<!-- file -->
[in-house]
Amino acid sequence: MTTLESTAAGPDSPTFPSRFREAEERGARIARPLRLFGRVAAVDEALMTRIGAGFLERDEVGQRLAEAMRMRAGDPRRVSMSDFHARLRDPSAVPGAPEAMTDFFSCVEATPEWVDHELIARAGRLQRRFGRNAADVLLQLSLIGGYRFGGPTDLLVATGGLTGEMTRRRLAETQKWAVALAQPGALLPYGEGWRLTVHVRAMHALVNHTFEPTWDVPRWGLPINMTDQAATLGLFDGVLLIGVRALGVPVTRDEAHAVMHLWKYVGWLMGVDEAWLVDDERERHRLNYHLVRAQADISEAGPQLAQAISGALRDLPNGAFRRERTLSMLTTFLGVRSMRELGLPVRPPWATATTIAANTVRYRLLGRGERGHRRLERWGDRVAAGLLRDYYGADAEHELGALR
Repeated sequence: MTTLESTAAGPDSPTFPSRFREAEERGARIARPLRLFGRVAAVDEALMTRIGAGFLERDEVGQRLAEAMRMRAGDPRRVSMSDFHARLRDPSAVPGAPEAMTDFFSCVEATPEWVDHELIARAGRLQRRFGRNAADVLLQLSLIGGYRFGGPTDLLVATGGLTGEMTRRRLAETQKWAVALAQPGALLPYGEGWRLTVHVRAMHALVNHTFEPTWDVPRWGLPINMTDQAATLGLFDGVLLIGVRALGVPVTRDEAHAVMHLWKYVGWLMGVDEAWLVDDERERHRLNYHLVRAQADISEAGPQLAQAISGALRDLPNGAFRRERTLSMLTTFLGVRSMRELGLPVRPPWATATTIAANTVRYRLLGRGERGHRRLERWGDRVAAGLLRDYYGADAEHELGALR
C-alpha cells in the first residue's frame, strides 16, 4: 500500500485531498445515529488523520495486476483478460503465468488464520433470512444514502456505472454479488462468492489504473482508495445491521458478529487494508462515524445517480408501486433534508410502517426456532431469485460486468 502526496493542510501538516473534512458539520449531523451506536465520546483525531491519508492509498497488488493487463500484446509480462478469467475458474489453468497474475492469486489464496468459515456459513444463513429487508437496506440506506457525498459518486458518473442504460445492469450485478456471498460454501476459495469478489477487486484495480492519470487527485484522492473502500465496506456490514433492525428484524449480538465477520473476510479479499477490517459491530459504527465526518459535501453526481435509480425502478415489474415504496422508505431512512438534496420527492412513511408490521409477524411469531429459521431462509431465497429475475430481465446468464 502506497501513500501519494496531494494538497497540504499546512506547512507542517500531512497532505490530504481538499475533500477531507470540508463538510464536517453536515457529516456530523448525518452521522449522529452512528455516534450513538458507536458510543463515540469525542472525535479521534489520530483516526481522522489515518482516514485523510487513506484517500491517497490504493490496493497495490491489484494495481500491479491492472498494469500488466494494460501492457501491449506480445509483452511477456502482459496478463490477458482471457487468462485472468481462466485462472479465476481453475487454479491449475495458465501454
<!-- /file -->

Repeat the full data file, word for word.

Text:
[in-house]
Amino acid sequence: MTTLESTAAGPDSPTFPSRFREAEERGARIARPLRLFGRVAAVDEALMTRIGAGFLERDEVGQRLAEAMRMRAGDPRRVSMSDFHARLRDPSAVPGAPEAMTDFFSCVEATPEWVDHELIARAGRLQRRFGRNAADVLLQLSLIGGYRFGGPTDLLVATGGLTGEMTRRRLAETQKWAVALAQPGALLPYGEGWRLTVHVRAMHALVNHTFEPTWDVPRWGLPINMTDQAATLGLFDGVLLIGVRALGVPVTRDEAHAVMHLWKYVGWLMGVDEAWLVDDERERHRLNYHLVRAQADISEAGPQLAQAISGALRDLPNGAFRRERTLSMLTTFLGVRSMRELGLPVRPPWATATTIAANTVRYRLLGRGERGHRRLERWGDRVAAGLLRDYYGADAEHELGALR
Repeated sequence: MTTLESTAAGPDSPTFPSRFREAEERGARIARPLRLFGRVAAVDEALMTRIGAGFLERDEVGQRLAEAMRMRAGDPRRVSMSDFHARLRDPSAVPGAPEAMTDFFSCVEATPEWVDHELIARAGRLQRRFGRNAADVLLQLSLIGGYRFGGPTDLLVATGGLTGEMTRRRLAETQKWAVALAQPGALLPYGEGWRLTVHVRAMHALVNHTFEPTWDVPRWGLPINMTDQAATLGLFDGVLLIGVRALGVPVTRDEAHAVMHLWKYVGWLMGVDEAWLVDDERERHRLNYHLVRAQADISEAGPQLAQAISGALRDLPNGAFRRERTLSMLTTFLGVRSMRELGLPVRPPWATATTIAANTVRYRLLGRGERGHRRLERWGDRVAAGLLRDYYGADAEHELGALR
C-alpha cells in the first residue's frame, strides 16, 4: 500500500485531498445515529488523520495486476483478460503465468488464520433470512444514502456505472454479488462468492489504473482508495445491521458478529487494508462515524445517480408501486433534508410502517426456532431469485460486468 502526496493542510501538516473534512458539520449531523451506536465520546483525531491519508492509498497488488493487463500484446509480462478469467475458474489453468497474475492469486489464496468459515456459513444463513429487508437496506440506506457525498459518486458518473442504460445492469450485478456471498460454501476459495469478489477487486484495480492519470487527485484522492473502500465496506456490514433492525428484524449480538465477520473476510479479499477490517459491530459504527465526518459535501453526481435509480425502478415489474415504496422508505431512512438534496420527492412513511408490521409477524411469531429459521431462509431465497429475475430481465446468464 502506497501513500501519494496531494494538497497540504499546512506547512507542517500531512497532505490530504481538499475533500477531507470540508463538510464536517453536515457529516456530523448525518452521522449522529452512528455516534450513538458507536458510543463515540469525542472525535479521534489520530483516526481522522489515518482516514485523510487513506484517500491517497490504493490496493497495490491489484494495481500491479491492472498494469500488466494494460501492457501491449506480445509483452511477456502482459496478463490477458482471457487468462485472468481462466485462472479465476481453475487454479491449475495458465501454